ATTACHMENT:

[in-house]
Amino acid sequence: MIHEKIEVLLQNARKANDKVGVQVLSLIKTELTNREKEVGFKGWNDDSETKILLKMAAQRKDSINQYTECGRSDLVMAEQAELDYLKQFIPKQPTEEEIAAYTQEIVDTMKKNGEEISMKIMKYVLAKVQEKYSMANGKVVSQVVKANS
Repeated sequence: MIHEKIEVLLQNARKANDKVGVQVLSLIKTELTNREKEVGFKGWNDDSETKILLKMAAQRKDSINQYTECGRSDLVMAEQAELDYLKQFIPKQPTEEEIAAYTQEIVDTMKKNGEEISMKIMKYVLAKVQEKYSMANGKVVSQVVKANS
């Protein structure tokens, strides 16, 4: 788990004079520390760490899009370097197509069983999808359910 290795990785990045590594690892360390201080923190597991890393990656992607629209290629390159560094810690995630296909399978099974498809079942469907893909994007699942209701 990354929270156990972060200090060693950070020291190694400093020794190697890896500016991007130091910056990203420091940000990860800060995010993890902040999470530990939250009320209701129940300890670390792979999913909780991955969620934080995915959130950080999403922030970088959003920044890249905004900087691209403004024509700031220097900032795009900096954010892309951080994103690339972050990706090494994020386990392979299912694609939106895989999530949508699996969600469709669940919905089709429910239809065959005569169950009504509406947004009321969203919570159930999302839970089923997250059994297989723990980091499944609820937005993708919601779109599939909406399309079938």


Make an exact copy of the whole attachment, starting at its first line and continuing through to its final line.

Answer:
[in-house]
Amino acid sequence: MIHEKIEVLLQNARKANDKVGVQVLSLIKTELTNREKEVGFKGWNDDSETKILLKMAAQRKDSINQYTECGRSDLVMAEQAELDYLKQFIPKQPTEEEIAAYTQEIVDTMKKNGEEISMKIMKYVLAKVQEKYSMANGKVVSQVVKANS
Repeated sequence: MIHEKIEVLLQNARKANDKVGVQVLSLIKTELTNREKEVGFKGWNDDSETKILLKMAAQRKDSINQYTECGRSDLVMAEQAELDYLKQFIPKQPTEEEIAAYTQEIVDTMKKNGEEISMKIMKYVLAKVQEKYSMANGKVVSQVVKANS
């Protein structure tokens, strides 16, 4: 788990004079520390760490899009370097197509069983999808359910 290795990785990045590594690892360390201080923190597991890393990656992607629209290629390159560094810690995630296909399978099974498809079942469907893909994007699942209701 990354929270156990972060200090060693950070020291190694400093020794190697890896500016991007130091910056990203420091940000990860800060995010993890902040999470530990939250009320209701129940300890670390792979999913909780991955969620934080995915959130950080999403922030970088959003920044890249905004900087691209403004024509700031220097900032795009900096954010892309951080994103690339972050990706090494994020386990392979299912694609939106895989999530949508699996969600469709669940919905089709429910239809065959005569169950009504509406947004009321969203919570159930999302839970089923997250059994297989723990980091499944609820937005993708919601779109599939909406399309079938």